While the regular Subaru Forester might be a great car that offers clever tech at a smart price, the newly-introduced Hybrid model struggles to justify the hefty price premium it charges.

With Subaru having hinted towards electrifying its models for some time now, and having earlier this year announced its aim for 40 percent of its vehicles sold globally to be EVs and hybrids by 2030, it’s certainly about time the company finally got around to adding some hybrid models to its lineup as a first step towards accomplishing those plans.

Thankfully, then, it has done just that with the launch of its all-new ‘e-Boxer’ hybrid drivetrain in two of its most popular models – the Impreza-based XV small SUV and the mid-sizer you see here, the Forester – which promises to deliver something Subaru owners of old may not be entirely familiar with, which is good fuel economy.

As a two-time former Forester owner, however, and a fan of this current-gen model that was first introduced back in 2018, I was naturally quite intrigued to see how Subaru’s very important first attempt at electrification – important not just because of the company’s future sales targets, but because the lengthy waiting list for Toyota’s RAV4 Hybrid shows the demand for electrification in this class – has gone down when the opportunity to get myself acquainted with the new Hybrid range presented itself.

While the regular straightforward petrol Forester range consists of four variants – 2.5i, 2.5i-L, 2.5i-Premium, and 2.5i-S – the new hybrid driveline is offered in only two of those specifications. The Hybrid L, shown here in green, gets the ball rolling at $39,990 while the Hybrid S, pictured in blue, steps that up to $45,990 – each charging a $4500 price increase over the equivalent petrol model.

Getting hands on with both models, it’s clear most of that money goes on the more techy drivetrain as the spec additions and changes are fairly minimal. Both models now feature heated front seats as standard – even the L with its cloth upholstery – with the buttons for them housed on a new climate control unit, while the L gains some additional chrome brightwork on the outside for things like the door handles and fog light surrounds, and both models gain some gloss black trim around the rear window and a smattering of ‘e-Boxer’ badges that visually mimic its engine’s horizontally-opposed pistons, but otherwise the spec simply mirrors that of their conventional counterparts.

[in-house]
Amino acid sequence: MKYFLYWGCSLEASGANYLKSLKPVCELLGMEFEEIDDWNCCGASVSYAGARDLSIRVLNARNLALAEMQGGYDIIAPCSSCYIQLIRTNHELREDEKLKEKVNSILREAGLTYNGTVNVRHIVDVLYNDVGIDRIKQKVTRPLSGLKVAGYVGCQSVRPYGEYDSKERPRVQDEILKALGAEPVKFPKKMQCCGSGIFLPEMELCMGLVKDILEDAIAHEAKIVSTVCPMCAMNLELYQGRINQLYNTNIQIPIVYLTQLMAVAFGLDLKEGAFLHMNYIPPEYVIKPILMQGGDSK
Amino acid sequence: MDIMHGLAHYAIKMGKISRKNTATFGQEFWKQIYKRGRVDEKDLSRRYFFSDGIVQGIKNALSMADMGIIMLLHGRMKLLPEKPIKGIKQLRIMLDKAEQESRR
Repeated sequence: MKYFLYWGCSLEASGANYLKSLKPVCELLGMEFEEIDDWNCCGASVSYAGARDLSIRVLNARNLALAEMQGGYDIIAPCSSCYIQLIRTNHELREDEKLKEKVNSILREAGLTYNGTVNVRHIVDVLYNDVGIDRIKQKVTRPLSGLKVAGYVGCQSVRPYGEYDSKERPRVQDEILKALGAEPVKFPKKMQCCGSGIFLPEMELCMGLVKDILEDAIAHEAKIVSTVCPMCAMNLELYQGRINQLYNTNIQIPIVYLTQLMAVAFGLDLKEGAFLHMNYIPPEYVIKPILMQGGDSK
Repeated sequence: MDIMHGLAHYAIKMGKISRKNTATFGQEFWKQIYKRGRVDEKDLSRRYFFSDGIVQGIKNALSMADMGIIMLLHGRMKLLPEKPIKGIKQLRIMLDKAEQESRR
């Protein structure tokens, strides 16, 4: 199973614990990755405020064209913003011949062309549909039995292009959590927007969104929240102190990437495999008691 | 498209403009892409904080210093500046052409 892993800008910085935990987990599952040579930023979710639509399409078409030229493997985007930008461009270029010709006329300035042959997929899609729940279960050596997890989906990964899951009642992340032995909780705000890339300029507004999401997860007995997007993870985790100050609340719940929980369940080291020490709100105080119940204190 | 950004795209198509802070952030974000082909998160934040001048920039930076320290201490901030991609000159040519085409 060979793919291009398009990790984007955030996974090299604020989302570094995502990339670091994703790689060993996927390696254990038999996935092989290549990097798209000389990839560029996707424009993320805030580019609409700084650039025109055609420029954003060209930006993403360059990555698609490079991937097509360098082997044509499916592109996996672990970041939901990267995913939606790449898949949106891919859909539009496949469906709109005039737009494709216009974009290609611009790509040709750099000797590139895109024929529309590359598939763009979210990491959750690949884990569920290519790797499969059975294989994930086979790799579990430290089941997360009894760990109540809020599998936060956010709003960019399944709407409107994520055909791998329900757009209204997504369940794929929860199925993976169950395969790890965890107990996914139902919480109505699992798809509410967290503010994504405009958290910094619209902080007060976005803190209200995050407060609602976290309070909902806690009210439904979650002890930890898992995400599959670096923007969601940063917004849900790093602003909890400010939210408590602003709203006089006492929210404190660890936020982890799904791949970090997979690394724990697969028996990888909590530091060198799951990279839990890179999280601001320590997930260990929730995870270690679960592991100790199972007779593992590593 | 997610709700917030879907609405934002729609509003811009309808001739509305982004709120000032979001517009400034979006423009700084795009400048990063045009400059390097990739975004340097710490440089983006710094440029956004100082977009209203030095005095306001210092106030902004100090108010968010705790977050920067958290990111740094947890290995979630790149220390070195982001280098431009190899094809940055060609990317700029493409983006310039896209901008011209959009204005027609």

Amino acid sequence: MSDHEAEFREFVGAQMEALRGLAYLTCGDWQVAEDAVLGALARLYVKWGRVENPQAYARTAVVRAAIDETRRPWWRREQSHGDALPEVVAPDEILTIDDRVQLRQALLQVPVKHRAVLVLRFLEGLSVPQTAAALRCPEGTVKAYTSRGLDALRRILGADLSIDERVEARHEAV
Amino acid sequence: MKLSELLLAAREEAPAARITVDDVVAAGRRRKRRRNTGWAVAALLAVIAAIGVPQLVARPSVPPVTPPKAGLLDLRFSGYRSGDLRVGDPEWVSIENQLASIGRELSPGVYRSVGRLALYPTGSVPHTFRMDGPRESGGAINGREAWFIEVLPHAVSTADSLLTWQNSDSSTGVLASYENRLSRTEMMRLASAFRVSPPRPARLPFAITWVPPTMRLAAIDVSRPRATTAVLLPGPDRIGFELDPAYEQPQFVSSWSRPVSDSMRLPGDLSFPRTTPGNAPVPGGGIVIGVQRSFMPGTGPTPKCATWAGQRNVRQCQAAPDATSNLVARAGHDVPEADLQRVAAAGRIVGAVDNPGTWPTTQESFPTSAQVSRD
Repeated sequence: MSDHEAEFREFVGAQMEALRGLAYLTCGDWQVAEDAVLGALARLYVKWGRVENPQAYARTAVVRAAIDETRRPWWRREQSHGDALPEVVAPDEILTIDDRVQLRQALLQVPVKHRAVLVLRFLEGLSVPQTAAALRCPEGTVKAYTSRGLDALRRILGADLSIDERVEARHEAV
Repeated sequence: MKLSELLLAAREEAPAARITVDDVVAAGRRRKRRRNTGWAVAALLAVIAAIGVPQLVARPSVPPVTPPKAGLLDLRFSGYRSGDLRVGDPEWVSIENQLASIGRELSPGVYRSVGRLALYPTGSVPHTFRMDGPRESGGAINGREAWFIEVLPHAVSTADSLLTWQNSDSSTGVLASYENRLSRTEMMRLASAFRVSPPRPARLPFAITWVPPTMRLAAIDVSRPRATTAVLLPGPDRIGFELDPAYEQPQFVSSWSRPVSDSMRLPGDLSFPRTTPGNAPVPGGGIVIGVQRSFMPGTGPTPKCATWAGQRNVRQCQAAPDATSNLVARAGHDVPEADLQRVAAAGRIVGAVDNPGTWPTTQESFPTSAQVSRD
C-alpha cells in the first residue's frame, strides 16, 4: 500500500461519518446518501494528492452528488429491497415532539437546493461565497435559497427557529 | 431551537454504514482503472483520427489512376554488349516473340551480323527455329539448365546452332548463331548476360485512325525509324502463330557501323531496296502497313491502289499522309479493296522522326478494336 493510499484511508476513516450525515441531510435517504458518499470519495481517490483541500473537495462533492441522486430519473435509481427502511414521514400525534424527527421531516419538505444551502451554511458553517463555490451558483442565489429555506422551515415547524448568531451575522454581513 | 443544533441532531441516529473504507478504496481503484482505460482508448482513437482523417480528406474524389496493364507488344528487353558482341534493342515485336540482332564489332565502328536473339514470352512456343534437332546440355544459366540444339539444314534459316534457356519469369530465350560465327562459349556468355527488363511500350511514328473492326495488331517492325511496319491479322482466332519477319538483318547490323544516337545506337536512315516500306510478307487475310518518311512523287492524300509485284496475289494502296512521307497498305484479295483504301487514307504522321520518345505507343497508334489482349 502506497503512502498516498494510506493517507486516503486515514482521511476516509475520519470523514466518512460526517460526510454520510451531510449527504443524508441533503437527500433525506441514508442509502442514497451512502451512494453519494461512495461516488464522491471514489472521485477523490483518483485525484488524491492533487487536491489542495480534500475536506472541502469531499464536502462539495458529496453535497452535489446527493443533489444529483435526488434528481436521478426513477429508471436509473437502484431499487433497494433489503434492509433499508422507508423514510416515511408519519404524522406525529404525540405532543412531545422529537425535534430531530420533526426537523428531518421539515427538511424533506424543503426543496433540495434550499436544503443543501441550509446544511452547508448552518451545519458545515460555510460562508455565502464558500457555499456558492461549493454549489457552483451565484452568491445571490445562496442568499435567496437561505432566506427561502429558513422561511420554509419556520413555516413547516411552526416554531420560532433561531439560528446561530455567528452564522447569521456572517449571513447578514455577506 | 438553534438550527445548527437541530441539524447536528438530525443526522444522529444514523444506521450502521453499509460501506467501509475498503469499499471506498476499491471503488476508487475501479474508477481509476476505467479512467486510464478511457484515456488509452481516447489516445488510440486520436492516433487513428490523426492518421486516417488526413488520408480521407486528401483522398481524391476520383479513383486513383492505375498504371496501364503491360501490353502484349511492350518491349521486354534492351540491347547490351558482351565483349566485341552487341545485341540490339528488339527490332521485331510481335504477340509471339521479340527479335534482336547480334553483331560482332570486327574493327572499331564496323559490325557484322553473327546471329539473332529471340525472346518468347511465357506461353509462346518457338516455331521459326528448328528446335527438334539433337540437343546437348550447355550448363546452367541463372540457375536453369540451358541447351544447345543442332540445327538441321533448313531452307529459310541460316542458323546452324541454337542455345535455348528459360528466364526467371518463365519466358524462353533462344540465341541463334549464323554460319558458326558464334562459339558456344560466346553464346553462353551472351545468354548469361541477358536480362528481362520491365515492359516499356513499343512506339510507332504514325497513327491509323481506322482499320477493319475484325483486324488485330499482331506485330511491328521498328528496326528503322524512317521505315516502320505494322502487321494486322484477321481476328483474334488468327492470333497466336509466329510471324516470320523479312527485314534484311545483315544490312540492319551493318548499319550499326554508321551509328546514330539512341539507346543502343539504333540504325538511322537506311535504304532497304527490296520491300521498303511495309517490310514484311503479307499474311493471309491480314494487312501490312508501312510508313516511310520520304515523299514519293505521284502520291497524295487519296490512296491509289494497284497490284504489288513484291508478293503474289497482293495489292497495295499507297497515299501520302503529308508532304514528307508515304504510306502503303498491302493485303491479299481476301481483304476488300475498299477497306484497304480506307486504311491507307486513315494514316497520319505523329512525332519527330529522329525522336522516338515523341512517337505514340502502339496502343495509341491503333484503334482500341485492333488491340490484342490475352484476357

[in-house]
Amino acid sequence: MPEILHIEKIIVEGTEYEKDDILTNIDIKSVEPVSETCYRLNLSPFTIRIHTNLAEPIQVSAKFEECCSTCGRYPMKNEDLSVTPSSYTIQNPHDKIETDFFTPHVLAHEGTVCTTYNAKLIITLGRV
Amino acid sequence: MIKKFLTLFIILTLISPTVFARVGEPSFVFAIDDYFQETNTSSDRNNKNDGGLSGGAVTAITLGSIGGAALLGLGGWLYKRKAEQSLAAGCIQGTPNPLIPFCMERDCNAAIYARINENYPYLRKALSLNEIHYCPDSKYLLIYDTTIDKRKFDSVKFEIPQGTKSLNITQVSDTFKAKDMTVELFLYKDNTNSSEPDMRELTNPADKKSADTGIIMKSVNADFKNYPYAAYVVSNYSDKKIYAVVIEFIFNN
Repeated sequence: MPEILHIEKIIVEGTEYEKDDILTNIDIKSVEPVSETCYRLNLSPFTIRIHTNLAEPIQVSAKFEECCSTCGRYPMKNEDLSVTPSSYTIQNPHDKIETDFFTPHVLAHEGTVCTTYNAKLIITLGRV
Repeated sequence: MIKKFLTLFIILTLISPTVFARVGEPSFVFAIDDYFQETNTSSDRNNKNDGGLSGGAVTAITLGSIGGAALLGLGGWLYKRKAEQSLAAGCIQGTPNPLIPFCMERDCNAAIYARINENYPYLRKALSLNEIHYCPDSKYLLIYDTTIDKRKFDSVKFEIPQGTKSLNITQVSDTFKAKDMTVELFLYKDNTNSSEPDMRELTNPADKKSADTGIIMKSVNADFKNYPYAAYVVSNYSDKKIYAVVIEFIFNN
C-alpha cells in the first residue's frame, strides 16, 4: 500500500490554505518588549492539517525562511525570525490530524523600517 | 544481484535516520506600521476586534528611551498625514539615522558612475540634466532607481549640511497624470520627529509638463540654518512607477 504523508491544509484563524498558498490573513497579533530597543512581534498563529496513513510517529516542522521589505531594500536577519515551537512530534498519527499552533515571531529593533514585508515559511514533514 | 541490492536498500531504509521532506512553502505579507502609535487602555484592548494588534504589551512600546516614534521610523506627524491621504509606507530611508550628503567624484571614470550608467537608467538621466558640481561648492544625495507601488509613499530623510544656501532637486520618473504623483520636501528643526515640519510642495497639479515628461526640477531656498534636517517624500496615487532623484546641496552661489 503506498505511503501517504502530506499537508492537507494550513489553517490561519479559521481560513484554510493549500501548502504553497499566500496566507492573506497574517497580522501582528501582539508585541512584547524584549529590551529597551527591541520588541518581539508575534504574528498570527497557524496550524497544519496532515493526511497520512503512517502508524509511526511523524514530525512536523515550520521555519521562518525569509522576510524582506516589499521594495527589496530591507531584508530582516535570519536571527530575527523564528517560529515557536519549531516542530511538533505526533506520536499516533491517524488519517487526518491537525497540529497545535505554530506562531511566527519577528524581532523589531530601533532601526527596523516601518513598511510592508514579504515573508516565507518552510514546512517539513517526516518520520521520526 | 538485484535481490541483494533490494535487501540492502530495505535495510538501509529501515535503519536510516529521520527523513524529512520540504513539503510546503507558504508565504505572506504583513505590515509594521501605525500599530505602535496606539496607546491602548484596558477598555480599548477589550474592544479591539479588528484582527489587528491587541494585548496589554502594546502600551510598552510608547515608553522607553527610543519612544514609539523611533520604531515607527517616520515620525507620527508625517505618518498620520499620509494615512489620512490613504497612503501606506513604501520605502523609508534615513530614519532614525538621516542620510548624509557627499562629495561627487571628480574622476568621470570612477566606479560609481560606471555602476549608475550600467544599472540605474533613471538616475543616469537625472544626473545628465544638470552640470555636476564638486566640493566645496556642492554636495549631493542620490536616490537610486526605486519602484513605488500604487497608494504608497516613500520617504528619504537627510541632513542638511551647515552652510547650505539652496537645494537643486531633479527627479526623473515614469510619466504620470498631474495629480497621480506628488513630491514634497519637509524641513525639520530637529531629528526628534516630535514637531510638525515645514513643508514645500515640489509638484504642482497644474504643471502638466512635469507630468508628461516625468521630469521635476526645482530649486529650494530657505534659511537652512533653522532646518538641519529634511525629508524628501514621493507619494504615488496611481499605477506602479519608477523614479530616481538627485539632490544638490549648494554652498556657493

That’s no bad thing though as the current Forester has always been a well-equipped bus with some surprisingly advanced technology – most notably a facial recognition system that, once your profile is configured in the system, greets you by name and adjusts the temperature, seat, and mirrors to your preferred settings automatically. Tied in with it is an eye-tracking monitor that will alert the driver when they take their eyes off the road ahead – a smart way of deterring texting while driving.

Also on the safety front, Subaru’s EyeSight driver assist system – which runs off a stereo camera unit mounted at the top of the windscreen – is fitted as standard across the Hybrid range, as it is on the standard Forester range as well, meaning you get adaptive cruise control (which is still one of the smoothest and most quick-witted systems of its kind), lane centring control, emergency lane keep assist, autonomous emergency braking, blind spot monitoring, and rear cross-traffic alert all as standard.

In terms of day-to-day gadgetry, both L and S grades feature Apple CarPlay and Android Auto smartphone mirroring, digital radio, dual-zone climate control, adaptive LED headlights, and a handy three-camera system with front, rear, and side views as standard, while the S model also gains leather seats with power adjustment up front and memory for the driver, TomTom satellite navigation, a Harman Kardon audio system, a powered tailgate, a massive glass sunroof, an additional drive mode selection button on the steering wheel, and a more advanced version of the X-Mode traction control system.

The most notable improvement the S model gains over the L, however, is not just the addition of sat nav to its ‘Starlink’ infotainment system, but a larger 8.0-inch screen for the system itself, as the L features an almost embarrassingly small 6.5-inch screen that, while running largely the same system, just looks sub-par and out of place.

In all Forester models the screen setup is a unique one, though, with a screen atop the dash housing an advanced trip computer that includes a graphic showing when petrol and electric power are being utilised, and one in the gauge cluster for things like the speed and driver assistance settings in addition to the standard infotainment system display. It may perhaps look like an information overload to some at first, but I find it an incredibly intuitive and well-arranged system – once you get used to it – that delivers a good amount and array of information.

The base model’s small infotainment screen aside, though, the interiors of both are a nice place to be with acres of space both front and rear, and an array of interior materials that all feel fairly plush and inoffensive. Subaru’s typically excellent build quality is certainly on full display here, too, as it all feels incredibly well bolted together.

Clearly, though, with both presenting almost identically to their conventional counterparts, it’s the e-Boxer hybrid system itself that’s what really matters here.